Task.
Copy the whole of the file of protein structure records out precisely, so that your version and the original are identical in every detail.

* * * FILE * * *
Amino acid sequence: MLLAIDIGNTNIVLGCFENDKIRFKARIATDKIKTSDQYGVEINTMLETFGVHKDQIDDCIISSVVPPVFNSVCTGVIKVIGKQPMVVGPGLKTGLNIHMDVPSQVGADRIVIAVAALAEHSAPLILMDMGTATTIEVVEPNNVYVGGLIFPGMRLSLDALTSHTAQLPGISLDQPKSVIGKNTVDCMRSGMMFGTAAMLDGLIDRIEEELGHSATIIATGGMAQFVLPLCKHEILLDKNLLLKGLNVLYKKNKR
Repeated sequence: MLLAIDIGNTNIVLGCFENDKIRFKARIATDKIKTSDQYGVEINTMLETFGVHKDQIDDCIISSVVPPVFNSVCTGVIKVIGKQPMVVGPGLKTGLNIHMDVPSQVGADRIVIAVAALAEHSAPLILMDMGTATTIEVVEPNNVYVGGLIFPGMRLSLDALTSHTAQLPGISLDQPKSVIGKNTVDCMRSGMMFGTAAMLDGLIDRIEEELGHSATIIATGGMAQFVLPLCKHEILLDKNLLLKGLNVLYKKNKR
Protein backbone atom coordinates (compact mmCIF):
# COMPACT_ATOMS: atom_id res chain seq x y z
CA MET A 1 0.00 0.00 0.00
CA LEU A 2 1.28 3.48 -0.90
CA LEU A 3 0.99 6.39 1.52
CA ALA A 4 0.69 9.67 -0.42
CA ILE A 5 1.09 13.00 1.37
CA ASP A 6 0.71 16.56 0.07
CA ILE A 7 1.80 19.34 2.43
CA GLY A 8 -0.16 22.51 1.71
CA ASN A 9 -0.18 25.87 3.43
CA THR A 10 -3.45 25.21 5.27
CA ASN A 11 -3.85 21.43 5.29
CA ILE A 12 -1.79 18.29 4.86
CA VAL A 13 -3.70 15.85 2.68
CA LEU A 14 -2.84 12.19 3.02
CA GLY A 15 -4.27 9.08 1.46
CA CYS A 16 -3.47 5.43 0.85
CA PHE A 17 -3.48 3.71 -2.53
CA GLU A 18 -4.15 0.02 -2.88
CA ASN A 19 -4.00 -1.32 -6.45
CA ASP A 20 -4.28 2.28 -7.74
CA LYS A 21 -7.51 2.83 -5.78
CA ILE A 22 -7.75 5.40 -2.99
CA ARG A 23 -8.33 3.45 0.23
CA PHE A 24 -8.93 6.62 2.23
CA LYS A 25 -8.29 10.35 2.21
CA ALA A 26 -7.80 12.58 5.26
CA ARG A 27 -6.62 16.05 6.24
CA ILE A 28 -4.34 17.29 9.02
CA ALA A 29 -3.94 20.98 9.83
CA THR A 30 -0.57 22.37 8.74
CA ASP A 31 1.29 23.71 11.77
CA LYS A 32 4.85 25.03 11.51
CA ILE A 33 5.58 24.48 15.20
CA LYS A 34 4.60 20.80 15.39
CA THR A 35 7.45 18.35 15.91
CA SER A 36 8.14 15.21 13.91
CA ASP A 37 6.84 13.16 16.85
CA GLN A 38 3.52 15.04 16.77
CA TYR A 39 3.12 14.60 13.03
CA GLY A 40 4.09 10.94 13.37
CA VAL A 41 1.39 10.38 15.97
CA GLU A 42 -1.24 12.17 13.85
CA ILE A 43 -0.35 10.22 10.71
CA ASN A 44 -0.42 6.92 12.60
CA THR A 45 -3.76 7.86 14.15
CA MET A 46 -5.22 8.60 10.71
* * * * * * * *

Amino acid sequence: MLLAIDIGNTNIVLGCFENDKIRFKARIATDKIKTSDQYGVEINTMLETFGVHKDQIDDCIISSVVPPVFNSVCTGVIKVIGKQPMVVGPGLKTGLNIHMDVPSQVGADRIVIAVAALAEHSAPLILMDMGTATTIEVVEPNNVYVGGLIFPGMRLSLDALTSHTAQLPGISLDQPKSVIGKNTVDCMRSGMMFGTAAMLDGLIDRIEEELGHSATIIATGGMAQFVLPLCKHEILLDKNLLLKGLNVLYKKNKR
Repeated sequence: MLLAIDIGNTNIVLGCFENDKIRFKARIATDKIKTSDQYGVEINTMLETFGVHKDQIDDCIISSVVPPVFNSVCTGVIKVIGKQPMVVGPGLKTGLNIHMDVPSQVGADRIVIAVAALAEHSAPLILMDMGTATTIEVVEPNNVYVGGLIFPGMRLSLDALTSHTAQLPGISLDQPKSVIGKNTVDCMRSGMMFGTAAMLDGLIDRIEEELGHSATIIATGGMAQFVLPLCKHEILLDKNLLLKGLNVLYKKNKR
Protein backbone atom coordinates (compact mmCIF):
# COMPACT_ATOMS: atom_id res chain seq x y z
CA MET A 1 0.00 0.00 0.00
CA LEU A 2 1.28 3.48 -0.90
CA LEU A 3 0.99 6.39 1.52
CA ALA A 4 0.69 9.67 -0.42
CA ILE A 5 1.09 13.00 1.37
CA ASP A 6 0.71 16.56 0.07
CA ILE A 7 1.80 19.34 2.43
CA GLY A 8 -0.16 22.51 1.71
CA ASN A 9 -0.18 25.87 3.43
CA THR A 10 -3.45 25.21 5.27
CA ASN A 11 -3.85 21.43 5.29
CA ILE A 12 -1.79 18.29 4.86
CA VAL A 13 -3.70 15.85 2.68
CA LEU A 14 -2.84 12.19 3.02
CA GLY A 15 -4.27 9.08 1.46
CA CYS A 16 -3.47 5.43 0.85
CA PHE A 17 -3.48 3.71 -2.53
CA GLU A 18 -4.15 0.02 -2.88
CA ASN A 19 -4.00 -1.32 -6.45
CA ASP A 20 -4.28 2.28 -7.74
CA LYS A 21 -7.51 2.83 -5.78
CA ILE A 22 -7.75 5.40 -2.99
CA ARG A 23 -8.33 3.45 0.23
CA PHE A 24 -8.93 6.62 2.23
CA LYS A 25 -8.29 10.35 2.21
CA ALA A 26 -7.80 12.58 5.26
CA ARG A 27 -6.62 16.05 6.24
CA ILE A 28 -4.34 17.29 9.02
CA ALA A 29 -3.94 20.98 9.83
CA THR A 30 -0.57 22.37 8.74
CA ASP A 31 1.29 23.71 11.77
CA LYS A 32 4.85 25.03 11.51
CA ILE A 33 5.58 24.48 15.20
CA LYS A 34 4.60 20.80 15.39
CA THR A 35 7.45 18.35 15.91
CA SER A 36 8.14 15.21 13.91
CA ASP A 37 6.84 13.16 16.85
CA GLN A 38 3.52 15.04 16.77
CA TYR A 39 3.12 14.60 13.03
CA GLY A 40 4.09 10.94 13.37
CA VAL A 41 1.39 10.38 15.97
CA GLU A 42 -1.24 12.17 13.85
CA ILE A 43 -0.35 10.22 10.71
CA ASN A 44 -0.42 6.92 12.60
CA THR A 45 -3.76 7.86 14.15
CA MET A 46 -5.22 8.60 10.71